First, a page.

The Age of Athelstan

Paul Hill

Why I looked at this book

I'm interested in how England came together as a country in Anglo-Saxon times, and I thought a book on the first King of all England ought to have plenty of information on this.

First impressions

I haven't found a sample of this book

Main review

The first chapter looks at the legacy of Athelstan today. I would have preferred that the book jumped straight into the history and left this until the end. The next chapter looks at the coming of the Vikings, followed by the development of England from the time of Alfred the Great. This was much more what I wanted, describing the tensions between Mercia and Wessex, and how they were resolved.

The battle of Brunanburh in 937 AD is a central theme of the book - Hill devotes a chapter to a discussion of the its location. The battle was a resounding victory for Athelstan, but it was not a final victory - Athelstan's successors had to continue fighting against the Vikings, not always with as much success. It does seem, however, to be the battle that created England as a country - future battles were seen as against rebels, or in the case of Cnut, took over the country as a whole.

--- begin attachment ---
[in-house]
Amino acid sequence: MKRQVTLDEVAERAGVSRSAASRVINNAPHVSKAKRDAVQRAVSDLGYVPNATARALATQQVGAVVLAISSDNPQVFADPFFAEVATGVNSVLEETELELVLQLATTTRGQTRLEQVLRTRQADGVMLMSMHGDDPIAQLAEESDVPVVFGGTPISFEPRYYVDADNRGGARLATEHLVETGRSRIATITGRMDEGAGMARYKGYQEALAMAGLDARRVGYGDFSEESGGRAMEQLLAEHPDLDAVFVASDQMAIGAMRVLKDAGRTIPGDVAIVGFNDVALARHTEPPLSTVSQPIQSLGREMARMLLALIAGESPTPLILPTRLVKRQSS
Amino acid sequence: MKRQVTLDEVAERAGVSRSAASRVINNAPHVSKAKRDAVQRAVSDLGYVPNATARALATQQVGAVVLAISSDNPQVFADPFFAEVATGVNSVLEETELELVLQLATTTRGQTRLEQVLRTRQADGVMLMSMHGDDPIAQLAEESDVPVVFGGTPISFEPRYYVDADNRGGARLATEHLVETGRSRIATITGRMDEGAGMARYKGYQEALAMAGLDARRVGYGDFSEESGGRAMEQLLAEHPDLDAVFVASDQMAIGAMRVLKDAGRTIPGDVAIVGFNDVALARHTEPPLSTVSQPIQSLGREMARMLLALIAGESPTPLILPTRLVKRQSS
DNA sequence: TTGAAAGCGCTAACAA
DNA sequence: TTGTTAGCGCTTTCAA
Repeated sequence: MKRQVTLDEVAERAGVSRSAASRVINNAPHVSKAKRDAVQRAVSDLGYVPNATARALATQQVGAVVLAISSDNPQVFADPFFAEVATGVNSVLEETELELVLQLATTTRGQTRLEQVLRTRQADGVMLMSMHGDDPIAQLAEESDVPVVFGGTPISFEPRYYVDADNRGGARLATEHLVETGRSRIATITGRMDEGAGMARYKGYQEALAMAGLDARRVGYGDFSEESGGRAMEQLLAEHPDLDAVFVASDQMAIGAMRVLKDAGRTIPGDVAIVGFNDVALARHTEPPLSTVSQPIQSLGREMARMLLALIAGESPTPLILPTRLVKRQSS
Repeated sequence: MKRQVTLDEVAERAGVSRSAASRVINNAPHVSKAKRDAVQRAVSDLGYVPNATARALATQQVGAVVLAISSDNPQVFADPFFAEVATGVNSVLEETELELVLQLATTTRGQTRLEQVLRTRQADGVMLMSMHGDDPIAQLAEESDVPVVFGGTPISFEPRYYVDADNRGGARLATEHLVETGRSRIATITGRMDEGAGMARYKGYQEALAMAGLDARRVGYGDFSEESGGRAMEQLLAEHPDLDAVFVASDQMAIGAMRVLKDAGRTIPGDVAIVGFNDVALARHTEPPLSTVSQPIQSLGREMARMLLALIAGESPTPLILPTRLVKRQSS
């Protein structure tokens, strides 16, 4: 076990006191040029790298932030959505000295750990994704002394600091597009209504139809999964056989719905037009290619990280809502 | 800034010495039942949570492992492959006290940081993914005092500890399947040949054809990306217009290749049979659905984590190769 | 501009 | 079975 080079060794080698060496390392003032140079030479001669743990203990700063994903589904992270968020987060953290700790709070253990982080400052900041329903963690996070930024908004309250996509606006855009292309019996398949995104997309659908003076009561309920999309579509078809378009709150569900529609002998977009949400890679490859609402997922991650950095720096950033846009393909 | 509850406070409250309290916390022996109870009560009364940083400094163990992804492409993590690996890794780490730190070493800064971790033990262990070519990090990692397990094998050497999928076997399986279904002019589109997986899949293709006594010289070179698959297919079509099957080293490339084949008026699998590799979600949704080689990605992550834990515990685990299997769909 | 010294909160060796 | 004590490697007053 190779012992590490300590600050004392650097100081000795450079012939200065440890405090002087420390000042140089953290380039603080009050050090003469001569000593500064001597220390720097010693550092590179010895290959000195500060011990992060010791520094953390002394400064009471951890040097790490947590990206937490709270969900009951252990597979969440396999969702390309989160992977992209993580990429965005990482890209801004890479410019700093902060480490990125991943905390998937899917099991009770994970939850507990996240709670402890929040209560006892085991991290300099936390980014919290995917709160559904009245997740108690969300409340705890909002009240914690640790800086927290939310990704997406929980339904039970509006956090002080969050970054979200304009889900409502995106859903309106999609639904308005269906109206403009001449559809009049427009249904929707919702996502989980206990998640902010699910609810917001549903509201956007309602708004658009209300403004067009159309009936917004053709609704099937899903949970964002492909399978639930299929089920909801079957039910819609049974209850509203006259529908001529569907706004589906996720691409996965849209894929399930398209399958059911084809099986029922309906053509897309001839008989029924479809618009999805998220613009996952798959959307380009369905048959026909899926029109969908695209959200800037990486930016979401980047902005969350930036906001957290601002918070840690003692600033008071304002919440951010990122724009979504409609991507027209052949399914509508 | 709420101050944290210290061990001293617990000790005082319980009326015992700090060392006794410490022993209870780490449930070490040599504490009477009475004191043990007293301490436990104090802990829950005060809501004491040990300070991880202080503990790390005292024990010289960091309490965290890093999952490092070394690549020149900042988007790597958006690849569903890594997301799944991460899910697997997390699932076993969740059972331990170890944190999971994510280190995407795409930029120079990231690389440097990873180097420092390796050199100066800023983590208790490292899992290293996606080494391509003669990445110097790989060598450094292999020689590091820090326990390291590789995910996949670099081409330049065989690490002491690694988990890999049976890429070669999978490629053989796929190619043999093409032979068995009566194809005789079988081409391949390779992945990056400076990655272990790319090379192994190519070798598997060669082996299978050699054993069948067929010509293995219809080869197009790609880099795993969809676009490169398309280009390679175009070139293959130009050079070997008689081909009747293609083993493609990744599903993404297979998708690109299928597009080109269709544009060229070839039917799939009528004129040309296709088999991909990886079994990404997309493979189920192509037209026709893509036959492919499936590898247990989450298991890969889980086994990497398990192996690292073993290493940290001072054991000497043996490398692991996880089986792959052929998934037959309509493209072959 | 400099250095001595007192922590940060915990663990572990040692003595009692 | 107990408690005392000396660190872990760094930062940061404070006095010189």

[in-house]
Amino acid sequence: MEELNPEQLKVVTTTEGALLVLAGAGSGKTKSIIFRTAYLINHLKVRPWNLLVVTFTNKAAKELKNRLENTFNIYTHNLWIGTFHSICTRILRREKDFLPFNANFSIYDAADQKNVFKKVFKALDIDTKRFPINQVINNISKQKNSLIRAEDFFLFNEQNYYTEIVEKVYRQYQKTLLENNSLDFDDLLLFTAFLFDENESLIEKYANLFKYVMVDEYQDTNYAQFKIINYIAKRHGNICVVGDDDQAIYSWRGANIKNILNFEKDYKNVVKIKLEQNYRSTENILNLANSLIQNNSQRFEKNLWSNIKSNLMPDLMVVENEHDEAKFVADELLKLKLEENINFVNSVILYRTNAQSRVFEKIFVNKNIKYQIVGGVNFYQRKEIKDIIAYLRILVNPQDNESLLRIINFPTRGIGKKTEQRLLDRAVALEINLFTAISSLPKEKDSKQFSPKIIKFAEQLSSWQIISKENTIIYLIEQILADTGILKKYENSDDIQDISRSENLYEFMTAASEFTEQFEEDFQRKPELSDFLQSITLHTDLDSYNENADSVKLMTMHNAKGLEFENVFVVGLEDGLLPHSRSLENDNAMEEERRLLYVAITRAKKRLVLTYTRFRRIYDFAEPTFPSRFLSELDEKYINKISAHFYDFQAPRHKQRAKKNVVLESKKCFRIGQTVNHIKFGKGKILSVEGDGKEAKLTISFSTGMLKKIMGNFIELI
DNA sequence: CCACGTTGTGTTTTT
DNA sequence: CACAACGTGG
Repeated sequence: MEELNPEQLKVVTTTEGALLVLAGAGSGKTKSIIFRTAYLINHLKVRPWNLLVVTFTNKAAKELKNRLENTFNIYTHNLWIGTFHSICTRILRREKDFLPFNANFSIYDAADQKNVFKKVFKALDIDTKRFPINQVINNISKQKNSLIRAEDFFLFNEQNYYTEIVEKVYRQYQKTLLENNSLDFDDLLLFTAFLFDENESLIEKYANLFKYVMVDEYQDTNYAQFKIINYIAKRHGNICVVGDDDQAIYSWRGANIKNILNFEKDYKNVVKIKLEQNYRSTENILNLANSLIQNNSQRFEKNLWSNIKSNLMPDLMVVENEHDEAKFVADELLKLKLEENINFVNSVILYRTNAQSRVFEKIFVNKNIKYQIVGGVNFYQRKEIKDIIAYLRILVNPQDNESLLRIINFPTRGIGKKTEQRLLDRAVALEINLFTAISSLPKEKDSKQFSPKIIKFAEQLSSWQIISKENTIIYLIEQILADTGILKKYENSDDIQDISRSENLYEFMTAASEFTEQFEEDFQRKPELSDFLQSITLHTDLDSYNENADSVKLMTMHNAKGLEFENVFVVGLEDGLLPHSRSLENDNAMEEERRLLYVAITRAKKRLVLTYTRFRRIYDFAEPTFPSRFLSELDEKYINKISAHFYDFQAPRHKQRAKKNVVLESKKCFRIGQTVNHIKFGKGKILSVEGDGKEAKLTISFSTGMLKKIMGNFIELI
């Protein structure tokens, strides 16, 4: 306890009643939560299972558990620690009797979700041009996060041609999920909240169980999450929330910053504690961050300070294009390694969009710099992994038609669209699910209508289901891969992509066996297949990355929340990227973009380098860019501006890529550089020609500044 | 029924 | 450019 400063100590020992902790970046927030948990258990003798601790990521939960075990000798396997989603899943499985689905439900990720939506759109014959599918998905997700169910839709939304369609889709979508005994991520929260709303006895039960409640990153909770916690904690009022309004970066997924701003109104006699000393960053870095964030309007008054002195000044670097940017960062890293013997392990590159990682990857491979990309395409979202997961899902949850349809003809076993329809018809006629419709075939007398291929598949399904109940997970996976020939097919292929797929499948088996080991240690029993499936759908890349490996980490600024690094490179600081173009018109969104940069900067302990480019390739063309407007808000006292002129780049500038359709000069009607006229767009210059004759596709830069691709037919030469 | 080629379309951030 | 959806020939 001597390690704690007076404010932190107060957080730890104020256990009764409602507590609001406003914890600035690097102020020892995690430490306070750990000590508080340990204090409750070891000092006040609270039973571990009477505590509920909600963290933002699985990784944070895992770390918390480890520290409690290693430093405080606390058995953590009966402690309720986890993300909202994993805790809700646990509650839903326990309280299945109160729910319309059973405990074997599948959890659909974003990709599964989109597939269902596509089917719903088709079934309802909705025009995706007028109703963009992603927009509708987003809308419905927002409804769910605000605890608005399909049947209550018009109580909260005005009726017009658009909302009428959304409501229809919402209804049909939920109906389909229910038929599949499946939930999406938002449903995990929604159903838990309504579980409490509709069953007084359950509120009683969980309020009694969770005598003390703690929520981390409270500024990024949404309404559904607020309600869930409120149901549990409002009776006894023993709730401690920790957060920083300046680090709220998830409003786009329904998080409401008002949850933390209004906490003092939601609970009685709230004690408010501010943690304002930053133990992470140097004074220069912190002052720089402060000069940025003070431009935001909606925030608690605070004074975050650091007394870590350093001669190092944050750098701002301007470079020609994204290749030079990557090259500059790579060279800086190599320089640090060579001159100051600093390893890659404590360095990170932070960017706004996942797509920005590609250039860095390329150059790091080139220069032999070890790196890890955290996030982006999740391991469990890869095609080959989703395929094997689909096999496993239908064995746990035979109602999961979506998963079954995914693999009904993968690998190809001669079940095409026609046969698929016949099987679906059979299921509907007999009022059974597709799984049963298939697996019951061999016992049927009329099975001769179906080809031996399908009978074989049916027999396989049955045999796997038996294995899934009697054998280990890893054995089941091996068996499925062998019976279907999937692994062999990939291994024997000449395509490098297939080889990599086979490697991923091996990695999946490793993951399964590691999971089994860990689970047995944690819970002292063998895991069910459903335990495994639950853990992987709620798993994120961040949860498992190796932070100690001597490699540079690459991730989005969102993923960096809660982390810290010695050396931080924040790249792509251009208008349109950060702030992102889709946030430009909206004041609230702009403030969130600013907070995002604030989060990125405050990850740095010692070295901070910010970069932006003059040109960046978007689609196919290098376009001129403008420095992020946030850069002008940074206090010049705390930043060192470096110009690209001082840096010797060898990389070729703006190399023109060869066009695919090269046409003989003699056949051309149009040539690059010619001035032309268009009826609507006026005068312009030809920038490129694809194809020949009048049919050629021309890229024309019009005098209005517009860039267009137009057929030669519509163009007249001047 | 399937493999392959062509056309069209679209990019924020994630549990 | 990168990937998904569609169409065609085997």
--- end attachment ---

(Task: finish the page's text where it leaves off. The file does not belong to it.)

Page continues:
We hear much of Alfred, and how he set the stage for the unification of England, but perhaps don't hear so much of his successors who carried it out. The final chapter explains that in subsequent centuries Athelstan came to be seem as something of a villain in becoming King when there were more legitimate candidates, and so his success in making England a prosperous country was forgotten. This book helps to redress the balance and I thought that it was definitely worth reading.
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